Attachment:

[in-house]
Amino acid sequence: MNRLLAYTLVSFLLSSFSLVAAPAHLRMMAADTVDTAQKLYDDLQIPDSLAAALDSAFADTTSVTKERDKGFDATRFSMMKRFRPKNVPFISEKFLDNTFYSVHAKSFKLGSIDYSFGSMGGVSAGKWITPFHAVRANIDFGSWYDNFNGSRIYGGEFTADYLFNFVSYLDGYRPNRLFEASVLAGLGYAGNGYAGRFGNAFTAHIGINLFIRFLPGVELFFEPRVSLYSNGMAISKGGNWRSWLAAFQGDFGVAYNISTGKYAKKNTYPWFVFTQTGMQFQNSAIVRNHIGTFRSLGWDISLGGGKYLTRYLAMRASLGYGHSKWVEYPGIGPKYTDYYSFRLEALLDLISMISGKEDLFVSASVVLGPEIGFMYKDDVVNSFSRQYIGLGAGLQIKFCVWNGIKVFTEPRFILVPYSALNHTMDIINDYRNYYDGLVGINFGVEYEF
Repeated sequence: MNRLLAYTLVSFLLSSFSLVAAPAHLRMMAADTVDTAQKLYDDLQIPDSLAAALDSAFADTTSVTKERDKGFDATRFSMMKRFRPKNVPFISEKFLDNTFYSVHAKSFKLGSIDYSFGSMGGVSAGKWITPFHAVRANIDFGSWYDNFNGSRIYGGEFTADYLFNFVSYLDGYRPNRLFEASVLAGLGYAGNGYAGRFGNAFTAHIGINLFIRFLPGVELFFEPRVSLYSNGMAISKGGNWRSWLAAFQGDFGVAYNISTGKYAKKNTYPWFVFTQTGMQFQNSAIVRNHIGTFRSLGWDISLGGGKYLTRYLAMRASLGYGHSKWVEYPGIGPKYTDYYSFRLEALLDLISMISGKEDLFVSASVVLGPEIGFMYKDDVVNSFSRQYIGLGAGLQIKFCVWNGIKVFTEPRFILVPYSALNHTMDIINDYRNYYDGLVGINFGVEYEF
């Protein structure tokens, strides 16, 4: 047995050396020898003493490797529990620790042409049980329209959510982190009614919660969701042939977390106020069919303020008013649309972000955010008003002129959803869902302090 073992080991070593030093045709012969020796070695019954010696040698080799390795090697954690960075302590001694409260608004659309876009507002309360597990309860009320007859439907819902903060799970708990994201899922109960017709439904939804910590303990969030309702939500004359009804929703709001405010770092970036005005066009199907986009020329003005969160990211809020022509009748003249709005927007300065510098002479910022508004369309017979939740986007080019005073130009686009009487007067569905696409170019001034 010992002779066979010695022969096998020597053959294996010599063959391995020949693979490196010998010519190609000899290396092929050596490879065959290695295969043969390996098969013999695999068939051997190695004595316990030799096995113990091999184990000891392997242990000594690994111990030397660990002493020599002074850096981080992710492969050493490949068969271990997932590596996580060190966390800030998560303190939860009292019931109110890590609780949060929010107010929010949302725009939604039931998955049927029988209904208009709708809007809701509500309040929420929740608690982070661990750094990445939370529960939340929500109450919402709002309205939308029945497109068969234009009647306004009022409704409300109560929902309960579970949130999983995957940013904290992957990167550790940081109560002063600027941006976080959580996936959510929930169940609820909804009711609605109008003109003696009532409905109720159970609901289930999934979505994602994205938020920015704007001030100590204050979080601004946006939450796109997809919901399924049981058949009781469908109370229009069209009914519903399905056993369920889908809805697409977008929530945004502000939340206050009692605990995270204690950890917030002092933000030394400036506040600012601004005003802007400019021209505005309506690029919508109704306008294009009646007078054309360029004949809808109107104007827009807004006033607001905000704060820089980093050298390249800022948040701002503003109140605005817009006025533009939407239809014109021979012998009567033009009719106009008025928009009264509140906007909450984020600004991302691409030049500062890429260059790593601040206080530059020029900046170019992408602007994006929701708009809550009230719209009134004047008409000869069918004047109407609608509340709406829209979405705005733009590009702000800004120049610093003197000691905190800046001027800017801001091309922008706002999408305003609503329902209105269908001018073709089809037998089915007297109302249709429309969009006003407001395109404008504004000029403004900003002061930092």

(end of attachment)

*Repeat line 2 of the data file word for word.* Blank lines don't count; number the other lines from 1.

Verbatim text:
Amino acid sequence: MNRLLAYTLVSFLLSSFSLVAAPAHLRMMAADTVDTAQKLYDDLQIPDSLAAALDSAFADTTSVTKERDKGFDATRFSMMKRFRPKNVPFISEKFLDNTFYSVHAKSFKLGSIDYSFGSMGGVSAGKWITPFHAVRANIDFGSWYDNFNGSRIYGGEFTADYLFNFVSYLDGYRPNRLFEASVLAGLGYAGNGYAGRFGNAFTAHIGINLFIRFLPGVELFFEPRVSLYSNGMAISKGGNWRSWLAAFQGDFGVAYNISTGKYAKKNTYPWFVFTQTGMQFQNSAIVRNHIGTFRSLGWDISLGGGKYLTRYLAMRASLGYGHSKWVEYPGIGPKYTDYYSFRLEALLDLISMISGKEDLFVSASVVLGPEIGFMYKDDVVNSFSRQYIGLGAGLQIKFCVWNGIKVFTEPRFILVPYSALNHTMDIINDYRNYYDGLVGINFGVEYEF